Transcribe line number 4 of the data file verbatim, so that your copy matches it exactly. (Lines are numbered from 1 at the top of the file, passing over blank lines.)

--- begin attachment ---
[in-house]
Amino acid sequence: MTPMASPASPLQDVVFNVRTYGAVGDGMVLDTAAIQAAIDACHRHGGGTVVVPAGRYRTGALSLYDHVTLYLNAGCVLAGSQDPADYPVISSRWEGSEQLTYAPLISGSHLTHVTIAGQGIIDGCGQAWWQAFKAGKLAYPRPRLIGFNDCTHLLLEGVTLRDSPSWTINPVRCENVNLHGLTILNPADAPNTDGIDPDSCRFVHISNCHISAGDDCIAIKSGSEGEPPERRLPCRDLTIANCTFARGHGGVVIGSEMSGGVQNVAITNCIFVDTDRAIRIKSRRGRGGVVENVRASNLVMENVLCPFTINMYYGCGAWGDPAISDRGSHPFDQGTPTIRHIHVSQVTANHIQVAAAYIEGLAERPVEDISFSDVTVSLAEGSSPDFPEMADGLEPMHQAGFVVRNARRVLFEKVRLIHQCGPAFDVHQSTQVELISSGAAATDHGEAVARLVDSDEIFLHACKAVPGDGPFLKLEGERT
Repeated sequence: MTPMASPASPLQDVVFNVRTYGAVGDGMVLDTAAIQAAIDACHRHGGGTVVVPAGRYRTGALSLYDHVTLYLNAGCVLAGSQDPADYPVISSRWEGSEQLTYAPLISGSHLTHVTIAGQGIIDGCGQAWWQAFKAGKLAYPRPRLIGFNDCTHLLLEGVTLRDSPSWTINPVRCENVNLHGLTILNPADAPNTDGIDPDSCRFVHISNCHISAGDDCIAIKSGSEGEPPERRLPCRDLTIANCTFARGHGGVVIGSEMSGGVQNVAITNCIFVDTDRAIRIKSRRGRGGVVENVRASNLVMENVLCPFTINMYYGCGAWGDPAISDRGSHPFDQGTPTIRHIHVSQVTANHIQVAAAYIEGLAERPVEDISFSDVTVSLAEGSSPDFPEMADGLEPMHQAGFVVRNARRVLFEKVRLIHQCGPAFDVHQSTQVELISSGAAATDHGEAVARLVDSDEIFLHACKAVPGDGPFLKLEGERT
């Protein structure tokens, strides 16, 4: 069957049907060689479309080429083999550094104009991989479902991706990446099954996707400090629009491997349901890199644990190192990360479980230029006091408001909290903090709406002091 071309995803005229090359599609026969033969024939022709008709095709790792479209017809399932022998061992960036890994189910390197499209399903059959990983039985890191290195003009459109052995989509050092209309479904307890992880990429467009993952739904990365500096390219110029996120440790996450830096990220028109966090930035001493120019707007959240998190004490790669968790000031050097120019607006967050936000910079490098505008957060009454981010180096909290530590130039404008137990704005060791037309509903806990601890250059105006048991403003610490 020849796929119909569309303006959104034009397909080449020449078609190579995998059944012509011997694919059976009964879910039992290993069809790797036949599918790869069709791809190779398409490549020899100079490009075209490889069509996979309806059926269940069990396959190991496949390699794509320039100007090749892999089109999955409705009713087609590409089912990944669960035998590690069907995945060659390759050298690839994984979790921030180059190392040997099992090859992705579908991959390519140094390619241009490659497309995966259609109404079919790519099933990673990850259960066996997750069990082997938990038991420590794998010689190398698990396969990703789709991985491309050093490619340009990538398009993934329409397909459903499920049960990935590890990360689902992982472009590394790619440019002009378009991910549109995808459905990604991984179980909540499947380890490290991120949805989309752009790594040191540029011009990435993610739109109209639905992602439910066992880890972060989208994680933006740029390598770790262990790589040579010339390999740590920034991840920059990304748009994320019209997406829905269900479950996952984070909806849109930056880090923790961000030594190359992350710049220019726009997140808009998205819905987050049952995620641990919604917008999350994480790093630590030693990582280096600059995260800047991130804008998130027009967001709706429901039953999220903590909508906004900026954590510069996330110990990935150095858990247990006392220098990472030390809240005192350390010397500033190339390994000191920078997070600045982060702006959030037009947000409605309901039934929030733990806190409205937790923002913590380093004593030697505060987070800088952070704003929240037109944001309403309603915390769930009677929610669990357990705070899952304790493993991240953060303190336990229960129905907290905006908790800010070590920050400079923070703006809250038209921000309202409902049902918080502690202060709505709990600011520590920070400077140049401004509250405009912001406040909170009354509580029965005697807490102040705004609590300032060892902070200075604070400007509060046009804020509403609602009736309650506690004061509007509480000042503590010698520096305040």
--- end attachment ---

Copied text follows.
């Protein structure tokens, strides 16, 4: 069957049907060689479309080429083999550094104009991989479902991706990446099954996707400090629009491997349901890199644990190192990360479980230029006091408001909290903090709406002091 071309995803005229090359599609026969033969024939022709008709095709790792479209017809399932022998061992960036890994189910390197499209399903059959990983039985890191290195003009459109052995989509050092209309479904307890992880990429467009993952739904990365500096390219110029996120440790996450830096990220028109966090930035001493120019707007959240998190004490790669968790000031050097120019607006967050936000910079490098505008957060009454981010180096909290530590130039404008137990704005060791037309509903806990601890250059105006048991403003610490 020849796929119909569309303006959104034009397909080449020449078609190579995998059944012509011997694919059976009964879910039992290993069809790797036949599918790869069709791809190779398409490549020899100079490009075209490889069509996979309806059926269940069990396959190991496949390699794509320039100007090749892999089109999955409705009713087609590409089912990944669960035998590690069907995945060659390759050298690839994984979790921030180059190392040997099992090859992705579908991959390519140094390619241009490659497309995966259609109404079919790519099933990673990850259960066996997750069990082997938990038991420590794998010689190398698990396969990703789709991985491309050093490619340009990538398009993934329409397909459903499920049960990935590890990360689902992982472009590394790619440019002009378009991910549109995808459905990604991984179980909540499947380890490290991120949805989309752009790594040191540029011009990435993610739109109209639905992602439910066992880890972060989208994680933006740029390598770790262990790589040579010339390999740590920034991840920059990304748009994320019209997406829905269900479950996952984070909806849109930056880090923790961000030594190359992350710049220019726009997140808009998205819905987050049952995620641990919604917008999350994480790093630590030693990582280096600059995260800047991130804008998130027009967001709706429901039953999220903590909508906004900026954590510069996330110990990935150095858990247990006392220098990472030390809240005192350390010397500033190339390994000191920078997070600045982060702006959030037009947000409605309901039934929030733990806190409205937790923002913590380093004593030697505060987070800088952070704003929240037109944001309403309603915390769930009677929610669990357990705070899952304790493993991240953060303190336990229960129905907290905006908790800010070590920050400079923070703006809250038209921000309202409902049902918080502690202060709505709990600011520590920070400077140049401004509250405009912001406040909170009354509580029965005697807490102040705004609590300032060892902070200075604070400007509060046009804020509403609602009736309650506690004061509007509480000042503590010698520096305040």